Fermilab CY ALARA Projects Overview Apr by EIA



At the Fermi National Accelerator Laboratory (Fermilab), a policy consistent with
integrated safety management and in accordance with 10 CFR 835 requirements is to
conduct activities in such a manner that worker and public safety, and protection of the
environment are given the highest priority. Fermilab management is committed, in all its
activities, to maintain any safety, health, or environmental risks associated with ionizing
radiation or radioactive materials at levels that are As Low As Reasonably Achievable

During CY2004, the principal activities at Fermilab that resulted in occupational
radiation exposures were associated with maintenance activities of the accelerator.
Nearly all of the collective dose to personnel was due to exposures to items activated by
the accelerator beams. Many maintenance activities were necessary as the Fermilab
accelerator complex was challenged to meet the scientific objectives of Tevatron Run II
while simultaneously operating the proton beam needed for the MiniBooNE experiment.
The vast majority of this work occurred during a major shutdown of the accelerator
carried out during the late summer and autumn of 2004. Fermilab accomplished several
vital accelerator upgrades during this shutdown. This work included extensive ALARA
pre-job planning, implementation of specific ALARA activities during radiological work,
and post-job analyses. Several upgrades and component replacements were conducted in
the Linac and Booster. Additionally, a new pulsed beam focusing horn was installed for
the MiniBooNE experiment. The following descriptions highlight ALARA efforts that
were implemented as a part of these shutdown activities.

In preparation for this shutdown, a major and far reaching ALARA step was taken when
the Accelerator Division Head requested that the MiniBooNE experimental beamline be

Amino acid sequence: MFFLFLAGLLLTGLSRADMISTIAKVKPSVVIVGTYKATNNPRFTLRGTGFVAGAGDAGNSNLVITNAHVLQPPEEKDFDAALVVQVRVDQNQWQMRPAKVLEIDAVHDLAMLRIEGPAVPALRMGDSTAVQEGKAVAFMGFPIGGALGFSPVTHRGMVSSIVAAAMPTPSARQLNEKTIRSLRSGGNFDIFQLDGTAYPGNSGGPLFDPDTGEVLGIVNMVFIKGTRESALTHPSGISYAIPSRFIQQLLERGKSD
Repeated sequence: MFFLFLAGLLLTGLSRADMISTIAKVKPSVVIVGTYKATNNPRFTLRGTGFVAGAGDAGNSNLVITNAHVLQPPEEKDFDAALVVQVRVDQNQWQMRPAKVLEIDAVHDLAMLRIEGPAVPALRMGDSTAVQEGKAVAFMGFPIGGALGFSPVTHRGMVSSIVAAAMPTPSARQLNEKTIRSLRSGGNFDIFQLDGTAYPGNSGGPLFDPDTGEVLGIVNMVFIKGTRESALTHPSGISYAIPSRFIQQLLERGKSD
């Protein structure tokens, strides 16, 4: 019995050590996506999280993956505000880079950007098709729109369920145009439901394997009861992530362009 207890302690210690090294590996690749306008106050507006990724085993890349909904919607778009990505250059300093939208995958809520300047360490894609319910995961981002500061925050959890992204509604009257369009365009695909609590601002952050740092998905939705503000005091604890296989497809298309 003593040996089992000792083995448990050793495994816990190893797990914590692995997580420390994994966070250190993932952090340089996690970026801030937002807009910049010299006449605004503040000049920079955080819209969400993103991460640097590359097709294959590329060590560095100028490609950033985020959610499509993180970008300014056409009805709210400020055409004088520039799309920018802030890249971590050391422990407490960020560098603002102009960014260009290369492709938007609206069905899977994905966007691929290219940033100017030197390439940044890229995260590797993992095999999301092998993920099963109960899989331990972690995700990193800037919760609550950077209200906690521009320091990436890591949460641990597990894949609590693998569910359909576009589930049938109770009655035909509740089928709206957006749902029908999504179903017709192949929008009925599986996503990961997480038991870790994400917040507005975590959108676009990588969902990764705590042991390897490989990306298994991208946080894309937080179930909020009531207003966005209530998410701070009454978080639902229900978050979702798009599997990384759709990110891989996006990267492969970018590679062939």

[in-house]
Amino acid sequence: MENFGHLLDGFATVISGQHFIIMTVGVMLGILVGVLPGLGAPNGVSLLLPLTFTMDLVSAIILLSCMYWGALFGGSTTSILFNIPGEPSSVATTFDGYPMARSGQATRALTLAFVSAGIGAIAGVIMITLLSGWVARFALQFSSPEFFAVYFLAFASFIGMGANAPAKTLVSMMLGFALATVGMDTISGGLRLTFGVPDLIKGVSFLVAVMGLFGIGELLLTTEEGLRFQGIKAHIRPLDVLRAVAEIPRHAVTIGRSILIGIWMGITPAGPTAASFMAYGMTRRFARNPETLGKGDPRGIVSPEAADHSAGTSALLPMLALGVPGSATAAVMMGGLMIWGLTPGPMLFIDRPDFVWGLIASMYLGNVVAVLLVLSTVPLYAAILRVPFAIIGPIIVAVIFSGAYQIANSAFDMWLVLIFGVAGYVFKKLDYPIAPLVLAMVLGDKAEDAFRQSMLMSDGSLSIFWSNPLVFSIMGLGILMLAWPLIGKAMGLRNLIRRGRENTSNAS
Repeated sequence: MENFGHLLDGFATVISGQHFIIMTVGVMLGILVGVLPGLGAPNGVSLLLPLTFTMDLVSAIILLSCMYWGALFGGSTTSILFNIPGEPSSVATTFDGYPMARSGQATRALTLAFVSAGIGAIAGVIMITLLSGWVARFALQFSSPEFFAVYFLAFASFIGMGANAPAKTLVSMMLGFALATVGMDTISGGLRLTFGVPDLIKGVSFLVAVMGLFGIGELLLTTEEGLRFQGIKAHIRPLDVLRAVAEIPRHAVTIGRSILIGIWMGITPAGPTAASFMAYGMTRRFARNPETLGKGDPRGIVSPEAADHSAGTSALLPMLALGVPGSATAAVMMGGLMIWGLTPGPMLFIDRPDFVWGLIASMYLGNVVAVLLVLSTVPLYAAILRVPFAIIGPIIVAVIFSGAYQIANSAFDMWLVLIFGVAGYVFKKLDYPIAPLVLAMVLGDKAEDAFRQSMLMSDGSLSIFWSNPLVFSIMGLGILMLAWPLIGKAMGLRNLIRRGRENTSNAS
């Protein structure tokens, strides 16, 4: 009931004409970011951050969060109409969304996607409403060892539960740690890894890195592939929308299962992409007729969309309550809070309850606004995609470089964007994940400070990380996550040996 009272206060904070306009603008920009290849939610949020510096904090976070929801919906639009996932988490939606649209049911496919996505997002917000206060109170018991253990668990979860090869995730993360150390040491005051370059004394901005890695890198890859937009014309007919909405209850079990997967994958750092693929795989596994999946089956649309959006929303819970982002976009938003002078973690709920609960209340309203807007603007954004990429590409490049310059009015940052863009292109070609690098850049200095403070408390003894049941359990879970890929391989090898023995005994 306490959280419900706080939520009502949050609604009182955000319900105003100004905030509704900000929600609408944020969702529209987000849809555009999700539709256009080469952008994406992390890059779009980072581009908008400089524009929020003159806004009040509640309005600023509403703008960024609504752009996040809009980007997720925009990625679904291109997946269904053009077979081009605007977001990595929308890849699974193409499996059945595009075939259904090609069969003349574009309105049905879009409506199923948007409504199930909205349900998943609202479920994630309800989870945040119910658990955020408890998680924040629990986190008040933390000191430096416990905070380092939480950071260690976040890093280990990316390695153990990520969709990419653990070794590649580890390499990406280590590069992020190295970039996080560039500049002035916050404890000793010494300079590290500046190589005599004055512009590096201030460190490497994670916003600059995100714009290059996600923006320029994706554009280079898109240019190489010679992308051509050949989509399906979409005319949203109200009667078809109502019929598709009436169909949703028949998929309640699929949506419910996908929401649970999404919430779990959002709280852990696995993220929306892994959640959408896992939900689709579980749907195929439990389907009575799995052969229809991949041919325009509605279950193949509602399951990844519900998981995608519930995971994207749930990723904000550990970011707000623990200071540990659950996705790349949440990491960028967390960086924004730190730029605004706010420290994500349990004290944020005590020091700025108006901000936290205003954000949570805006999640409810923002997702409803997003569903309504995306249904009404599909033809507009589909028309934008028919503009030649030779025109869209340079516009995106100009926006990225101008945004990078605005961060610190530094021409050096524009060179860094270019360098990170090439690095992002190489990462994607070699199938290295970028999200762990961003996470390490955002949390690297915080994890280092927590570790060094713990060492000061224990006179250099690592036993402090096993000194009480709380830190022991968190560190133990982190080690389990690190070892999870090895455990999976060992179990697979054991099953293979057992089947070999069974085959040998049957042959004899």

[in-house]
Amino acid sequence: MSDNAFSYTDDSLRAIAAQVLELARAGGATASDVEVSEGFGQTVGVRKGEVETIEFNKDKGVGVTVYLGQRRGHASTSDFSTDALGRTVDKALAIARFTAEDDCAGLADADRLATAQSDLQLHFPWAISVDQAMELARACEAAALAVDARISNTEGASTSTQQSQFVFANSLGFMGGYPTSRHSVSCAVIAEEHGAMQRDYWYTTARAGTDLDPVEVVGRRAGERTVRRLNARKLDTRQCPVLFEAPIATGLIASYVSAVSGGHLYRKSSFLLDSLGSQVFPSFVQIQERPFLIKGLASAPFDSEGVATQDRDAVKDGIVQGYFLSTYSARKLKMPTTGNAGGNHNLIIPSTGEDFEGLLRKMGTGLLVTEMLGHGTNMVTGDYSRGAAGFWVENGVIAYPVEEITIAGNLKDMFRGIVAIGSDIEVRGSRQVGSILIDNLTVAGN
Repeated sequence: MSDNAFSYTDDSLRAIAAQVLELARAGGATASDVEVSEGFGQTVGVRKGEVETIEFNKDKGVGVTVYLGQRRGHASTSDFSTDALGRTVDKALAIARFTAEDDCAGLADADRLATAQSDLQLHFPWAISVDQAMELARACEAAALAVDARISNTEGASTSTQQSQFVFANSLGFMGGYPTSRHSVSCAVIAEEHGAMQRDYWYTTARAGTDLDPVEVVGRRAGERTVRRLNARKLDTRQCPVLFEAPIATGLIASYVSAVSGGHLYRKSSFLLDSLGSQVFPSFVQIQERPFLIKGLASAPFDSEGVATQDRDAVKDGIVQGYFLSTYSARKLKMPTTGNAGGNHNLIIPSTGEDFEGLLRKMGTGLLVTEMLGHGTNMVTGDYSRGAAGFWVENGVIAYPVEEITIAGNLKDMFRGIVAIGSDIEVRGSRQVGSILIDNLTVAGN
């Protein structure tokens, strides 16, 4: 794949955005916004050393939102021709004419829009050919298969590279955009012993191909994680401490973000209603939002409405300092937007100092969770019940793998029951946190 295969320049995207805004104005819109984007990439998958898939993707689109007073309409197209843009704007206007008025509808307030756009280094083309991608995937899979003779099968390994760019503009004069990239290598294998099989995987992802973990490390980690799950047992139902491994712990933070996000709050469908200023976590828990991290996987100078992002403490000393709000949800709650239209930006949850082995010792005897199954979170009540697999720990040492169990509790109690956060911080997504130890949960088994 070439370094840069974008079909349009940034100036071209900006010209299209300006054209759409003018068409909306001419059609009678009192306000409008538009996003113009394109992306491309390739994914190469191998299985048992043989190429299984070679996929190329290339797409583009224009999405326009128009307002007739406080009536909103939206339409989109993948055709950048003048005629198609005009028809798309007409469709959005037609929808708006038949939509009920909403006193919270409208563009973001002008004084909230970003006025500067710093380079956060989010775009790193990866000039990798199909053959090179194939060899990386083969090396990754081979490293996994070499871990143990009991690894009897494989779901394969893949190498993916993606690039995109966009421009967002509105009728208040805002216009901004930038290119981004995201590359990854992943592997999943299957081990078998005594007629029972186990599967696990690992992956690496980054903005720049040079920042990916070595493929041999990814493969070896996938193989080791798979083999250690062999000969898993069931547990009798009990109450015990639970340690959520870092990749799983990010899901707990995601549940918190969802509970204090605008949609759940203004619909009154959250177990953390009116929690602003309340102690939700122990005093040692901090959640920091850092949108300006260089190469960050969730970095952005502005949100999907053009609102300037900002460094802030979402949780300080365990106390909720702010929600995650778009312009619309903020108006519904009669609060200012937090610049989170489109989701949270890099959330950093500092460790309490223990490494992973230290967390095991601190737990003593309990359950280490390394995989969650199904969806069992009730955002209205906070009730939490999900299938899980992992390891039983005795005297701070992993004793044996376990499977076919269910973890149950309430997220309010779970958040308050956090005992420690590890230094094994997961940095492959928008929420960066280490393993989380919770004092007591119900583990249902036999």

disabled one week in advance of the shutdown to reduce the proton production demand
on the 8 GeV Booster synchrotron and to allow for adequate cool-down of the Booster in
preparation for the planned extensive Booster work. This ALARA effort not only
reduced the overall exposure during the planned work, but also reduced exposure to
personnel as they prepared accelerator areas for initial entry.

1.     Linac Tank 5 Drift Tube Replacement

       A quadrupole magnet failed within drift tube 19 in Linac tank 5. The Linac ran
       without it for several months, but the fall 2004 shutdown offered an opportunity
       to replace it. In this cylinder, only 30 inches in diameter, a worker was required
       to be very near activated components. The job was complicated because this
       vacuum vessel is a non-permitted confined space that must be kept free of
       contaminants including skin oil, and which has a smooth, soft copper surface that
       must not be scratched or damaged. Furthermore, the position and orientation of
       the new drift tube needed to be identical, to within a few thousandths of an inch,
       to that of the old drift tube. This demanded precise measurements which could be
       time-consuming. Initial exposure rates taken remotely with a long probe radiation
       survey instrument were greater than 2 R/hr near the upstream end of the drift tube.

Fermilab CY2004 ALARA Project Description                                       Page 1 of 15
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       Therefore, a four-week cool-down period was required before work was allowed
       to begin. During this cool-down period, extensive ALARA pre-job planning was
       performed. To maintain worker exposures ALARA, several items were built:
             • Shields to cap the ends of drift tubes, with flat surfaces to make end-to-
                 end gap measurements easier and much faster.
             • An azimuthal measuring fixture for quicker measurement of the
                 distance between a drift tube and cavity walls.
             • A teflonTM cart with jack, for transporting drift tubes out and in, and
                 elevating them, so that removal and installation work did not require
                 anyone to sit in the cavity. This cart consisted of a scissors jack that
                 was manipulated remotely by electric motors, levers, or by a ratchet
                 wrench. The cart slid on nylon sliders (like a snow sled), and supported
                 the quadrupole magnet for alignment as well as for removal and
                 installation. This fixture eliminated the need for personnel to access the
                 drift tube to manually hold up the quadrupole for this and subsequent

       Other ALARA activities that occurred during cool-down of this drift tube were
       dry-runs of the work to be performed. These dry-runs were conducted on low
       activity drift tubes at the downstream end of the tank. These rehearsals allowed
       task durations to be estimated for ALARA planning purposes. It also provided
       every worker the opportunity to practice the work in a less hazardous
       environment. The ambient exposure rate during the job was 5 mR/hr. The